Leveraging Agriculture Insurance to Strengthen Resilience to Climatic Shocks and Improve the Agriculture Sector in Madagascar

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Leveraging Agriculture Insurance to Strengthen Resilience to Climatic Shocks and Improve the Agriculture Sector in Madagascar
The climate of Madagascar favors a wide range of agricultural activity, including crop and livestock production, fishery and forestry. In addition, approximately 70 percent of the total land area is arable (FAO 2016) and the agricultural sector makes a significant contribution to the economy: at least 23 percent of the country’s GDP and 64 percent of total employment can be attributed to the sector (ILO 2020).  Most agricultural production is driven by smallholder farmers, who make up about 70 percent of the farming population (FAO 2019).  
 
However, due its geographical location and the effects of climate change, Madagascar is exposed to a wide range of natural disasters such as droughts and floods which threaten agricultural productivity, as well as cyclones such as Enawo (2017) and Ava (2018), which resulted in significant damages in recent years.  In addition, limited access to inputs and financing by smallholder farmers has also contributed to declining productivity and income in recent years. According to the 2016 FinScope survey, 62% of farmers cited lack of input financing as a barrier to commercialization. 
 
Well-designed insurance programs can help to improve farmers’ resilience, access to finance and high-quality inputs. To this end, GIIF plans to initiate a program that will support agricultural insurance market development in Madagascar. In this interview we are talking with Team Leaders, Sharon Adhiambo Onyango and Noro Aina Andriamihaja to get their views on the project in general, and on the agriculture insurance component in the country in particular.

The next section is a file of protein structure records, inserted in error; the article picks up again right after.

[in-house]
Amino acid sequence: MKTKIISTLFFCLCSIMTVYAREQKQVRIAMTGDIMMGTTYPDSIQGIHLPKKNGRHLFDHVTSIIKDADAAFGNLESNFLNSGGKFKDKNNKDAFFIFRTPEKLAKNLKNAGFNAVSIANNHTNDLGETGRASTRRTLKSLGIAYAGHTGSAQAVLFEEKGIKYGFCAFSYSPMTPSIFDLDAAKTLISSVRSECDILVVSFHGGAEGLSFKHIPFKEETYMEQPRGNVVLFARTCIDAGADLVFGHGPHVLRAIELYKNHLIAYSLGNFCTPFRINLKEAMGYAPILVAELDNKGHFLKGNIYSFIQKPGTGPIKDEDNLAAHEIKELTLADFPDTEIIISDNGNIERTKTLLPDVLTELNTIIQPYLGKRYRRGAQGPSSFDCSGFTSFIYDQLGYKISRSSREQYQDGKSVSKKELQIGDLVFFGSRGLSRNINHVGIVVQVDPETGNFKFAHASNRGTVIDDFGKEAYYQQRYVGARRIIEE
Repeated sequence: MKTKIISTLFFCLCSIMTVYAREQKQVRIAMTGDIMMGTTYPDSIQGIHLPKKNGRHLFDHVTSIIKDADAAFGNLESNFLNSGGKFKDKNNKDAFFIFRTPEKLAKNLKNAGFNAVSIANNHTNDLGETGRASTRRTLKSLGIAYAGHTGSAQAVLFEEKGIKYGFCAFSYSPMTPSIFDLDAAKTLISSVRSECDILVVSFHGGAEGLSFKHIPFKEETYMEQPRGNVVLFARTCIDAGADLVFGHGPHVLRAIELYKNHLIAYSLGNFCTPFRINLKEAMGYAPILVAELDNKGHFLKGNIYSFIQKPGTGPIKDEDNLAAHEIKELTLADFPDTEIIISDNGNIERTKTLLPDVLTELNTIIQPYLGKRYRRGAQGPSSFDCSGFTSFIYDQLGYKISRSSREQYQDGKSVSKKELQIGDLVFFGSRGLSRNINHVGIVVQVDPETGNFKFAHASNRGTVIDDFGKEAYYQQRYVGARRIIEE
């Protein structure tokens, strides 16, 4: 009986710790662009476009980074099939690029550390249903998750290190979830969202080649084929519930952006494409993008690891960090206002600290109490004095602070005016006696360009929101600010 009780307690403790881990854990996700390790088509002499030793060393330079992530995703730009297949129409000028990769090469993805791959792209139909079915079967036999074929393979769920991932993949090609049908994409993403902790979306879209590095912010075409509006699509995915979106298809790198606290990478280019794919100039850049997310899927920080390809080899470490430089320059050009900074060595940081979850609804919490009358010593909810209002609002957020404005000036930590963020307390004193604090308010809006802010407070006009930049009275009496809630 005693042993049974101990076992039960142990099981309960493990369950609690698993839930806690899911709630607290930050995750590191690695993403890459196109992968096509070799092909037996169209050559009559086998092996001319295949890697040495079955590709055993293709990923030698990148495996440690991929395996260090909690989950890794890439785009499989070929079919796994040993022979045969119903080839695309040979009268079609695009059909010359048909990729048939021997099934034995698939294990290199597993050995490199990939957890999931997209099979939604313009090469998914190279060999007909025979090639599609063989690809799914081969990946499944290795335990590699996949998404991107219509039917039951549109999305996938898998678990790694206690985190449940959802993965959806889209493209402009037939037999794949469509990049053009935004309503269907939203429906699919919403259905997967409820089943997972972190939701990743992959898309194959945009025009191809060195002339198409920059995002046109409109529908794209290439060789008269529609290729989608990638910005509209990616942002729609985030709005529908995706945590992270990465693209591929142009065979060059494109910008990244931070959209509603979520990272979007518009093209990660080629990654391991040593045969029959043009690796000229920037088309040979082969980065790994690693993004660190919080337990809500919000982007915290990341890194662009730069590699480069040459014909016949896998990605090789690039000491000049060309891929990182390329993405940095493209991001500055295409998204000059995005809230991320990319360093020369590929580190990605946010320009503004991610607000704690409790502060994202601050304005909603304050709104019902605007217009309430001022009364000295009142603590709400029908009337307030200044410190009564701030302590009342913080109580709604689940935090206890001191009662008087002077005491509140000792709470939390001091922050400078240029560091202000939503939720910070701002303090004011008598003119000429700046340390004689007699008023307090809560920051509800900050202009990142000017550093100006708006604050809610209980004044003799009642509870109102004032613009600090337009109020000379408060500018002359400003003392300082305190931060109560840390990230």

GIIF: Sharon and Noro, could you please give us an overview of the challenges of the agriculture sector in Madagascar and the potential role the recently approved project may play in the economy and overall development?
 
In Madagascar, it is important to note that improved resilience to climatic and other shocks will be critical to economic growth driven by the agricultural sector. The government has established a National Disaster Risk Management (NDRM) Strategy (2016-2030) which outlines the country’s disaster risk governance framework. It also outlines a range of short, medium and long-term actions that will be taken to improve disaster risk management in key sectors, such as agriculture. These include strengthening early warning systems, emergency response measures and response capacity.  The NDRM Strategy also highlights that while the government is on the right track with regard to strengthening resilience, much remains to be done.
 
GIIF interventions will complement the proposed government interventions: the focus will be on developing and rolling out suitable agri-insurance products in partnership with the local insurance industry, and strengthening market capacity for sustainability. GIIF’s long standing presence and global experience demonstrate that insurance companies can successfully partner with financial institutions and agribusinesses to provide holistic risk management solutions to farmers, and so the project will also facilitate such partnerships.
 
GIIF: Could you please share with us some highlights of the project design, the components and the expected outcome during this initial step?
 
As a first step and before implementation can be initiated, an in-depth diagnostic will be conducted to explore the feasibility of offering agricultural insurance to smallholder Madagascan farmers, to improve their resilience to climatic and other shocks, their productivity and their access to finance in the longer run. The diagnostic will consist of: i) agri-insurance demand and supply analysis; ii) a review of the enabling environment to provide clarity on the current and anticipated regulatory provisions regarding agricultural insurance; and iii) the identification of optimal solutions, potential partners and market constraints that can be addressed through a follow-on project. 
 
The results of the diagnostic will be disseminated through workshops, in coordination with Madagascar's Ministry of Agriculture, Livestock and Fisheries (MAEP). The results will be used to outline the components of a potential follow-up sector development project that would implement recommended solutions in partnership with local insurers and distribution partners. 
 
GIIF: This is indeed a significant development for the agriculture sector in Madagascar considering the WBG’s multi-dimensional support to improve sustainability, resilience, and the welfare of farmers and the most vulnerable. 
 
We thank Sharon and Noro for their valuable insights and contribution to this piece.
 
To read more about the project (in French) please click here.  
 
Photo Credit: Photo: World Bank / Sarah Farhat